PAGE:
The Holy Father’s incredible generosity led to the establishment of the Personal Ordinariate of Our Lady of Walsingham in England and Wales, the Personal Ordinariate of Our Lady of the Southern Cross in Australia, and our Ordinariate in North America.
In 2012, the archbishop of Ottawa, Terrence Prendergast, received members of our little parish into the Catholic Church on Divine Mercy Sunday. In order to welcome us, the archbishop celebrated the then-approved Anglican Use liturgy (the forerunner to our Divine Worship) ad orientem in St. Patrick’s Basilica.
Archbishop Prendergast’s homily closed with these words: “You are not just favored guests. This is your home. We love you. I love you. May our public witness of unity draw many from the edges of faith into God’s Kingdom, no longer subject to judgement but to Divine Mercy.”
Our former clergy, after a period of formation, have been ordained Catholic priests, even though most are married men.
Our liturgy is a Catholic Mass in the language of Shakespeare. We pray using sacral language forms of “thee” and “thou.” Though fully approved by the relevant Vatican congregations, our Mass is touched by the Reformation through the use of some of Archbishop Cranmer’s gorgeous English translations of Latin collects, the inclusion of the Comfortable Words of Scripture following our Penitential Rite and the beautiful Prayer of Humble Access before Holy Communion. Our liturgy also incorporates elements of pre-Reformation English Catholicism in its use of Sarum collects and chants.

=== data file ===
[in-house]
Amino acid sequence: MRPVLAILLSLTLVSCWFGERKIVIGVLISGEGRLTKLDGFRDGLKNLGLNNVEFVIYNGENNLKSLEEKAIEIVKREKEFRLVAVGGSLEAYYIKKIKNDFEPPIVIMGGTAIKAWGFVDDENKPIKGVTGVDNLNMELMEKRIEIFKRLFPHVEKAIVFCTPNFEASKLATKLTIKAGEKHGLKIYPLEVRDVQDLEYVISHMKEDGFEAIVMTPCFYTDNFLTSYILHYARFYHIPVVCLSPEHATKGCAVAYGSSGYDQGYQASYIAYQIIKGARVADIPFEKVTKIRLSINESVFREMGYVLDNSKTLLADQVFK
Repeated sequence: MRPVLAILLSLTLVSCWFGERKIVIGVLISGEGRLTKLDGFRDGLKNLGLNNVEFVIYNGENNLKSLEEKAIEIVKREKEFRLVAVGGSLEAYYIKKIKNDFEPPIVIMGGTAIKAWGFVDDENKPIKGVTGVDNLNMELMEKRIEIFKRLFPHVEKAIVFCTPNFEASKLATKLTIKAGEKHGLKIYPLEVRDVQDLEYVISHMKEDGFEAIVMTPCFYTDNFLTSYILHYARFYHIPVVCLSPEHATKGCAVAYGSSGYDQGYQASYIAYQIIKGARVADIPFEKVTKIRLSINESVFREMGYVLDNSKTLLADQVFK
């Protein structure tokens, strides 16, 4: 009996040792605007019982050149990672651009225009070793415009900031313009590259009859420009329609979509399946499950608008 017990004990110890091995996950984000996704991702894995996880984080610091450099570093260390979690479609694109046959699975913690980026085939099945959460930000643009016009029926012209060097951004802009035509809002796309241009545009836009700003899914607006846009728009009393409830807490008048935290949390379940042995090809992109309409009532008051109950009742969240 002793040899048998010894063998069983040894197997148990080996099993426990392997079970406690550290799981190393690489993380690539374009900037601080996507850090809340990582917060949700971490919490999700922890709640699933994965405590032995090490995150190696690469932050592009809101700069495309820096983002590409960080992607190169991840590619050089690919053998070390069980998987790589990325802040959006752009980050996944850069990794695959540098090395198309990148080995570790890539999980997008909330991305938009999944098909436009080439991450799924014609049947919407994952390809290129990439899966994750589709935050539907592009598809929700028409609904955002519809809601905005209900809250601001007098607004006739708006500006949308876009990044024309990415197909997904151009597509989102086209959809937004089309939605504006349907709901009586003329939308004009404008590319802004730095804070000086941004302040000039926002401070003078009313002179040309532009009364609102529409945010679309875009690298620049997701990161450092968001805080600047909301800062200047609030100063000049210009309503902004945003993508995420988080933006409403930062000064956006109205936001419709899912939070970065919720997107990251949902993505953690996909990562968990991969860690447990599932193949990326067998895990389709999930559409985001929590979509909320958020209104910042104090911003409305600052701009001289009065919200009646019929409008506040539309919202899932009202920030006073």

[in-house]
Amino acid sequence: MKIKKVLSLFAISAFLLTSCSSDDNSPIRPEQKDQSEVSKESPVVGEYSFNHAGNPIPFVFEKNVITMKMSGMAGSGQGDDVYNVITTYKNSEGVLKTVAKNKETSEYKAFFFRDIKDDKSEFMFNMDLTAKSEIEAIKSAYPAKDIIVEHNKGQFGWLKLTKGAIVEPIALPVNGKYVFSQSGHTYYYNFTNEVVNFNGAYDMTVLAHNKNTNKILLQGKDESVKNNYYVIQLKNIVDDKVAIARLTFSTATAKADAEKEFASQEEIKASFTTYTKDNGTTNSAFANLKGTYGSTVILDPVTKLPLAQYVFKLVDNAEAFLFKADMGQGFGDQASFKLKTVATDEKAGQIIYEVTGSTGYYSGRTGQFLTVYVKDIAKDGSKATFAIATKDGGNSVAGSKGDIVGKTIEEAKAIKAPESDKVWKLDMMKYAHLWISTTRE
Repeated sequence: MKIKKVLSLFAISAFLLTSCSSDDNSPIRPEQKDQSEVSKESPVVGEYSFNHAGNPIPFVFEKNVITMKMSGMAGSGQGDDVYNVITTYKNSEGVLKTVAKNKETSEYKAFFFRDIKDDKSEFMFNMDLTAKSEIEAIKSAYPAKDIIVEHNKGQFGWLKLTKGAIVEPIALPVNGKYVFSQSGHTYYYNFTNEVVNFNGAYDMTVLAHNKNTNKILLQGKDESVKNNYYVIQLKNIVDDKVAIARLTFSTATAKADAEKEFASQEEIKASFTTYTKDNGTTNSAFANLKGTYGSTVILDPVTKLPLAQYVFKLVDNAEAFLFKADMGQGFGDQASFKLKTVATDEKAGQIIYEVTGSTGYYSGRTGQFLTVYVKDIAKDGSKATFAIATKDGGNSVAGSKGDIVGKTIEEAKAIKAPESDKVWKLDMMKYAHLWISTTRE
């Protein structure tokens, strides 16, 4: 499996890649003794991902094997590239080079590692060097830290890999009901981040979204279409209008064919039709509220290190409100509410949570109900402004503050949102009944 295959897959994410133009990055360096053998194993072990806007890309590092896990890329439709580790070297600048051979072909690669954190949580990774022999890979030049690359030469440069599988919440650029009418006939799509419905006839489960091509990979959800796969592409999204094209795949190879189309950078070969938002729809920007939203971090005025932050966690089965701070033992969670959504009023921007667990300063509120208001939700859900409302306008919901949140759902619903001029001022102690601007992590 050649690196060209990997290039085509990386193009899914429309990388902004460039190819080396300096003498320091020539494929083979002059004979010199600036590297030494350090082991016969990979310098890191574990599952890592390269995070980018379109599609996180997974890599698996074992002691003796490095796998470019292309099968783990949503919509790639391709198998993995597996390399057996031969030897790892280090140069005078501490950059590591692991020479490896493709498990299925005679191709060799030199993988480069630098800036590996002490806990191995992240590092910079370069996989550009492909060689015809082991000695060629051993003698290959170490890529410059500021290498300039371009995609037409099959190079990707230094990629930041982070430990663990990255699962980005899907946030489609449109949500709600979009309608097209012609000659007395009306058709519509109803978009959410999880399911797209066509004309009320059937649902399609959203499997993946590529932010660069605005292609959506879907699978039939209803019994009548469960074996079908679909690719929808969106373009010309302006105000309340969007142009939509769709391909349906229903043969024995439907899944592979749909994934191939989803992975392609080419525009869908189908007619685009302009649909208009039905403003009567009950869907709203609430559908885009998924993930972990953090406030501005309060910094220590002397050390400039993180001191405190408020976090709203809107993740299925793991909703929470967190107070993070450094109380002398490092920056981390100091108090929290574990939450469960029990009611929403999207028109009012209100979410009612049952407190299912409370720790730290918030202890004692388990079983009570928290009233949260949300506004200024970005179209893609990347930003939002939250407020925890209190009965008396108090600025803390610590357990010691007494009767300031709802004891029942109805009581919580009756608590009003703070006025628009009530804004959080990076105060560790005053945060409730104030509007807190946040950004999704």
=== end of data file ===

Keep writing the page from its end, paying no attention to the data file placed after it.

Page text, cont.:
Read more…Why I love the Latin Mass
The rubrics are similar to those of the Traditional Latin Mass—it is a ballet of genuflection, usually prayed ad orientem, but it has many of the hallmarks of the reform of the liturgy called for in the Second Vatican Council: it’s in the vernacular and in addition to traditional chanted introits and graduals we sing hymns (robustly, often in four-part harmony!).
What Pope Benedict XVI made possible was for us to bring the heirlooms of English Catholicism and the underpinning of the civilization of the English-speaking world into their pride of place in the Catholic Church, from which they developed.
For more information about the Ordinariates and my own parish, see links below:
Archbishop Pendergast’s homily at the Mass when I was received into the Church with the members of my parish
Information on the Collect for Purity
The beautiful prayer of Humble Access, said before Communion